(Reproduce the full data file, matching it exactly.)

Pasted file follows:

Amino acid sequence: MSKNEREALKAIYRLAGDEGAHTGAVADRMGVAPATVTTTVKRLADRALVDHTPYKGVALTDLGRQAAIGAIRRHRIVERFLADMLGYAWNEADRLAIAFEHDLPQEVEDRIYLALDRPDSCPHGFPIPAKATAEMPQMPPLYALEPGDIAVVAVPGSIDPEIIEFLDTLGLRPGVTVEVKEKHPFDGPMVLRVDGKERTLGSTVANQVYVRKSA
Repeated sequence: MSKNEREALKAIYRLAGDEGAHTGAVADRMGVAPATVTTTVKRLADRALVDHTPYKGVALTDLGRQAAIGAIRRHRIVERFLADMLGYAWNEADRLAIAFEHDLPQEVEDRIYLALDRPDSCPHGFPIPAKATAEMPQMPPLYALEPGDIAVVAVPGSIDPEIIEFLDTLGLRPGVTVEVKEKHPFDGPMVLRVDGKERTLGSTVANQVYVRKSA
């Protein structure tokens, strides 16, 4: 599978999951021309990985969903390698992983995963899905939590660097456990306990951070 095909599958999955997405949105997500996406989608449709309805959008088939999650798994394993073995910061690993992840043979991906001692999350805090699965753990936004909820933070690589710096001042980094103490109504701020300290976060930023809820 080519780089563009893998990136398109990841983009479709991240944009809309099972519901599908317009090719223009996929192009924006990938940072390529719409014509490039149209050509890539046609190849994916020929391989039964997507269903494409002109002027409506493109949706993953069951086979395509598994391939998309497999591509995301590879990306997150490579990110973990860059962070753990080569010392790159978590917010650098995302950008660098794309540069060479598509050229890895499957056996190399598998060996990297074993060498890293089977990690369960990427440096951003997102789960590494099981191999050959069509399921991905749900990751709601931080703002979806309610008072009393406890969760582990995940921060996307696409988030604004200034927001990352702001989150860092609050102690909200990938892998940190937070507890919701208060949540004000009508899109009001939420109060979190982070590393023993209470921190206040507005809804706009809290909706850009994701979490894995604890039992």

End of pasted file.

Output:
Amino acid sequence: MSKNEREALKAIYRLAGDEGAHTGAVADRMGVAPATVTTTVKRLADRALVDHTPYKGVALTDLGRQAAIGAIRRHRIVERFLADMLGYAWNEADRLAIAFEHDLPQEVEDRIYLALDRPDSCPHGFPIPAKATAEMPQMPPLYALEPGDIAVVAVPGSIDPEIIEFLDTLGLRPGVTVEVKEKHPFDGPMVLRVDGKERTLGSTVANQVYVRKSA
Repeated sequence: MSKNEREALKAIYRLAGDEGAHTGAVADRMGVAPATVTTTVKRLADRALVDHTPYKGVALTDLGRQAAIGAIRRHRIVERFLADMLGYAWNEADRLAIAFEHDLPQEVEDRIYLALDRPDSCPHGFPIPAKATAEMPQMPPLYALEPGDIAVVAVPGSIDPEIIEFLDTLGLRPGVTVEVKEKHPFDGPMVLRVDGKERTLGSTVANQVYVRKSA
């Protein structure tokens, strides 16, 4: 599978999951021309990985969903390698992983995963899905939590660097456990306990951070 095909599958999955997405949105997500996406989608449709309805959008088939999650798994394993073995910061690993992840043979991906001692999350805090699965753990936004909820933070690589710096001042980094103490109504701020300290976060930023809820 080519780089563009893998990136398109990841983009479709991240944009809309099972519901599908317009090719223009996929192009924006990938940072390529719409014509490039149209050509890539046609190849994916020929391989039964997507269903494409002109002027409506493109949706993953069951086979395509598994391939998309497999591509995301590879990306997150490579990110973990860059962070753990080569010392790159978590917010650098995302950008660098794309540069060479598509050229890895499957056996190399598998060996990297074993060498890293089977990690369960990427440096951003997102789960590494099981191999050959069509399921991905749900990751709601931080703002979806309610008072009393406890969760582990995940921060996307696409988030604004200034927001990352702001989150860092609050102690909200990938892998940190937070507890919701208060949540004000009508899109009001939420109060979190982070590393023993209470921190206040507005809804706009809290909706850009994701979490894995604890039992």